The first frustration came when choosing the template, adding content and loading images.
Simple enough until a designer friend pointed out that the colours in the template really weren’t working, in fact, she described it as a total dog’s dinner.
So I decided to change the template. Easy you would have thought, not so. To change the template you have to start the whole process from scratch – frustrating, time-consuming and really annoying.
Okay, so after a few choice words and a day of redoing everything I reached the point where it was back to where it was before changing the template, time to upload some photos.
Now, I had been lucky enough to have had some professional-quality, high-resolution pictures taken of myself to assist my ambitions as a frustrated actor (don’t ask, but If you’re a Neighbours fan you’ll have seen me as ‘man in café’ or occasionally ‘man who walks past café’ in more than one episode!), absolutely great for my profile picture on the site you would have thought.
In fact, I’d deliberately used a template that would let me use a portrait image specifically because I hade these photos.
Guess what, hours of wasted time trying to resize and lower the resolution of the photo I wanted to use because there is no option on the site builder to simply move borders.
Knowing what I know now I reckon I could have found a way, but at the time I didn’t have the time or patience to trawl through YouTube tutorials until I found the one that would actually help.
Of course it could be that I’m an idiot and if you’ve read this far you’ll realise that is a very real possibility, but the fact is in Wix I couldn’t use a high-quality image in the way that I wanted for my website.
In effect, I was the victim of a simplistic template I couldn’t customise.
Eventually I had all the elements I wanted on the site, and even though I remained unhappy with the layout and the quality of images by now I’d invested too much time and had to get on with winning some business, so ended up publishing what even I thought was a second rate web site.
In case you hadn’t grasped where I’m coming from, my point is this, using a website builder like Wix is an attractive prospect for a small business, but you end up investing way too much time to create something that isn’t very good and doesn’t reflect your business or professionalism.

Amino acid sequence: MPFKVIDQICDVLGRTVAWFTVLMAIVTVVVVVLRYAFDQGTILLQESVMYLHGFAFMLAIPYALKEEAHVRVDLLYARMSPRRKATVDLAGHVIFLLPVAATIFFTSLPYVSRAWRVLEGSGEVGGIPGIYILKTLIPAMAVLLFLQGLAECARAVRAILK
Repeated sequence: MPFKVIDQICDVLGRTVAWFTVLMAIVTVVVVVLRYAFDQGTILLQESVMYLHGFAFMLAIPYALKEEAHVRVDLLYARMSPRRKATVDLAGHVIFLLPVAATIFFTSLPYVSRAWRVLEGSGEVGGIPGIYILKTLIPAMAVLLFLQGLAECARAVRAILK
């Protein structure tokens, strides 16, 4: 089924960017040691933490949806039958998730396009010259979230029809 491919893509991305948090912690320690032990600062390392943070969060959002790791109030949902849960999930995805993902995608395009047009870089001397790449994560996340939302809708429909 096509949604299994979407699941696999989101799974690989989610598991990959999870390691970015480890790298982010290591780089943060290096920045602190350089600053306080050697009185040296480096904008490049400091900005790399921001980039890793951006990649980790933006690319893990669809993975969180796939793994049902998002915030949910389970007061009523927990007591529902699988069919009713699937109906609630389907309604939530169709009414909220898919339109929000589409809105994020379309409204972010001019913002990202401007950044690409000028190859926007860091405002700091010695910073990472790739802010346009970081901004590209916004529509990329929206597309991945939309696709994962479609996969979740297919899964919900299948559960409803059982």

I haven’t even mentioned the other issues that make all of these shiny DIY options less than perfect.
For example if you want to move away and change hosting it’s a long-winded, difficult process.
Or you may find that the mobile version of the site changes unpredictably.
But the biggest issue is of course that none of them are actually free.
With Wix, you can set up a free site but it will be smothered in ads and the website address will be a subdomain (i.e. yourwebsite.wix.com), so you need to upgrade and that’s when things start to get expensive.
And, have you ever found your question answered in the FAQ’s, of course not so it’s a damn shame you can’t ever get hold of anyone to actually talk to from Customer Service!
I haven’t talked about my Weebly website or how frustrating SquareSpace can be but if you’re only going to take away one thing from reading this blog, make it this.
Build your website with someone you know, like and trust (just like everything in your business), who is responsive, understanding and at the end of a phone.
Because I’m an idiot it took me a few attempts before learning the lesson, so don’t be an idiot, don’t be me, don’t give in to the frustrating lure of the website builders.